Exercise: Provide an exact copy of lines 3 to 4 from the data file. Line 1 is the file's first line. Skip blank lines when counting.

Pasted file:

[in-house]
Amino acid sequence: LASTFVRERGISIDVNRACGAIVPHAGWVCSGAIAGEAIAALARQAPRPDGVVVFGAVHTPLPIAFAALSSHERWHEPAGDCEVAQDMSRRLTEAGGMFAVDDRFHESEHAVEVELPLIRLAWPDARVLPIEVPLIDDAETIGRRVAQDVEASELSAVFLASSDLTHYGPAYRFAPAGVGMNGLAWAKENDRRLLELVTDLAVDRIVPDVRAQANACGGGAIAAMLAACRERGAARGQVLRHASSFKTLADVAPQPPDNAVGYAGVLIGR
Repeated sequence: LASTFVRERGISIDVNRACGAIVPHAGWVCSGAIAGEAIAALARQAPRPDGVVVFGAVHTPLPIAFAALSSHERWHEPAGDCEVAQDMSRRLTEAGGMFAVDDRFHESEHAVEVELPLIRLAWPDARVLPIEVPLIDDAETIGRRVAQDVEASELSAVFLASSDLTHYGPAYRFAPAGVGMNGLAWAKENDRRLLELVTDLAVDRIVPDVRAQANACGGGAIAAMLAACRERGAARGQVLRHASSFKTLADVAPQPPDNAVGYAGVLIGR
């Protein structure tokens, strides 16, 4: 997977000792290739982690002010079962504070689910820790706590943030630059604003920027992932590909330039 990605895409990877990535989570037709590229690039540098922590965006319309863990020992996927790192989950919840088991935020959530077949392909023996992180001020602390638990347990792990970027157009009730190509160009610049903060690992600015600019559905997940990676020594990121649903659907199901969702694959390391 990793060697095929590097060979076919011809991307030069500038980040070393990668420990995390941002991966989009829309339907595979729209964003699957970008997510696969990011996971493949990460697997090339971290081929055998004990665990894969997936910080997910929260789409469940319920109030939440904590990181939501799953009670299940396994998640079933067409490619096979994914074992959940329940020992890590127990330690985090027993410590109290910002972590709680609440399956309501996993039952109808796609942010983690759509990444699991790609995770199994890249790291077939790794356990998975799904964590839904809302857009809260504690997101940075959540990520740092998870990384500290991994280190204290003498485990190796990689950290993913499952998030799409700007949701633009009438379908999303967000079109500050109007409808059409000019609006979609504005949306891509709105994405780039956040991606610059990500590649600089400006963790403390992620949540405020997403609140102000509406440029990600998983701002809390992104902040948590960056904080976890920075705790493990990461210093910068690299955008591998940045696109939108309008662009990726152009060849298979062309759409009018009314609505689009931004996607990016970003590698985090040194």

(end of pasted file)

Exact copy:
Repeated sequence: LASTFVRERGISIDVNRACGAIVPHAGWVCSGAIAGEAIAALARQAPRPDGVVVFGAVHTPLPIAFAALSSHERWHEPAGDCEVAQDMSRRLTEAGGMFAVDDRFHESEHAVEVELPLIRLAWPDARVLPIEVPLIDDAETIGRRVAQDVEASELSAVFLASSDLTHYGPAYRFAPAGVGMNGLAWAKENDRRLLELVTDLAVDRIVPDVRAQANACGGGAIAAMLAACRERGAARGQVLRHASSFKTLADVAPQPPDNAVGYAGVLIGR
């Protein structure tokens, strides 16, 4: 997977000792290739982690002010079962504070689910820790706590943030630059604003920027992932590909330039 990605895409990877990535989570037709590229690039540098922590965006319309863990020992996927790192989950919840088991935020959530077949392909023996992180001020602390638990347990792990970027157009009730190509160009610049903060690992600015600019559905997940990676020594990121649903659907199901969702694959390391 990793060697095929590097060979076919011809991307030069500038980040070393990668420990995390941002991966989009829309339907595979729209964003699957970008997510696969990011996971493949990460697997090339971290081929055998004990665990894969997936910080997910929260789409469940319920109030939440904590990181939501799953009670299940396994998640079933067409490619096979994914074992959940329940020992890590127990330690985090027993410590109290910002972590709680609440399956309501996993039952109808796609942010983690759509990444699991790609995770199994890249790291077939790794356990998975799904964590839904809302857009809260504690997101940075959540990520740092998870990384500290991994280190204290003498485990190796990689950290993913499952998030799409700007949701633009009438379908999303967000079109500050109007409808059409000019609006979609504005949306891509709105994405780039956040991606610059990500590649600089400006963790403390992620949540405020997403609140102000509406440029990600998983701002809390992104902040948590960056904080976890920075705790493990990461210093910068690299955008591998940045696109939108309008662009990726152009060849298979062309759409009018009314609505689009931004996607990016970003590698985090040194």